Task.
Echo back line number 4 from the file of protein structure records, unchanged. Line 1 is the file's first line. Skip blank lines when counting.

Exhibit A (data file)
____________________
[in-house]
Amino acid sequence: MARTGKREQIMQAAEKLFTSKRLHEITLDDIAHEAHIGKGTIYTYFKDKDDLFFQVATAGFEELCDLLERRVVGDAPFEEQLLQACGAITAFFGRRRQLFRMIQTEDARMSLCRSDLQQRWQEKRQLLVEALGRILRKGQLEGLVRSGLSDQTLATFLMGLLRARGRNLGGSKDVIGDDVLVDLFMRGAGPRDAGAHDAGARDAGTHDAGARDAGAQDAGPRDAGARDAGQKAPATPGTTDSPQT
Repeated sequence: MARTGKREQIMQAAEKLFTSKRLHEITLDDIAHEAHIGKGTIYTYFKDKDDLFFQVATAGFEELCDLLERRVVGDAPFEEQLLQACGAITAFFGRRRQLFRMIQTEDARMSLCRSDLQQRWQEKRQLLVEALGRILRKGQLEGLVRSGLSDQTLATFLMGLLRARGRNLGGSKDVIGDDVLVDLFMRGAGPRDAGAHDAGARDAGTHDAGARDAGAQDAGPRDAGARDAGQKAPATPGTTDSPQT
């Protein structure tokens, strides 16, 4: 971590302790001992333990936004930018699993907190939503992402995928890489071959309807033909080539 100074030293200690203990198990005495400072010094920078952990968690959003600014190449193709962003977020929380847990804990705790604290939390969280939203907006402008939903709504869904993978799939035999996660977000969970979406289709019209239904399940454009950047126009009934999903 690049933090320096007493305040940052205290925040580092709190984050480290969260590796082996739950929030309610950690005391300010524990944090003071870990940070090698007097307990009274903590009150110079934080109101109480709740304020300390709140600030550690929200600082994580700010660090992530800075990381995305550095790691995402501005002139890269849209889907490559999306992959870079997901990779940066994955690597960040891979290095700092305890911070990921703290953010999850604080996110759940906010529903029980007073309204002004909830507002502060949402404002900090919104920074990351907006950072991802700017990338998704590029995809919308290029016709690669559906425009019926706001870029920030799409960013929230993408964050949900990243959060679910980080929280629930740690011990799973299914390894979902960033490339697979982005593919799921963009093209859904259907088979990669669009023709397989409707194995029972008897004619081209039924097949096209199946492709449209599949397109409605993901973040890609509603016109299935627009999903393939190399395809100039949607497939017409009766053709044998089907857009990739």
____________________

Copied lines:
């Protein structure tokens, strides 16, 4: 971590302790001992333990936004930018699993907190939503992402995928890489071959309807033909080539 100074030293200690203990198990005495400072010094920078952990968690959003600014190449193709962003977020929380847990804990705790604290939390969280939203907006402008939903709504869904993978799939035999996660977000969970979406289709019209239904399940454009950047126009009934999903 690049933090320096007493305040940052205290925040580092709190984050480290969260590796082996739950929030309610950690005391300010524990944090003071870990940070090698007097307990009274903590009150110079934080109101109480709740304020300390709140600030550690929200600082994580700010660090992530800075990381995305550095790691995402501005002139890269849209889907490559999306992959870079997901990779940066994955690597960040891979290095700092305890911070990921703290953010999850604080996110759940906010529903029980007073309204002004909830507002502060949402404002900090919104920074990351907006950072991802700017990338998704590029995809919308290029016709690669559906425009019926706001870029920030799409960013929230993408964050949900990243959060679910980080929280629930740690011990799973299914390894979902960033490339697979982005593919799921963009093209859904259907088979990669669009023709397989409707194995029972008897004619081209039924097949096209199946492709449209599949397109409605993901973040890609509603016109299935627009999903393939190399395809100039949607497939017409009766053709044998089907857009990739």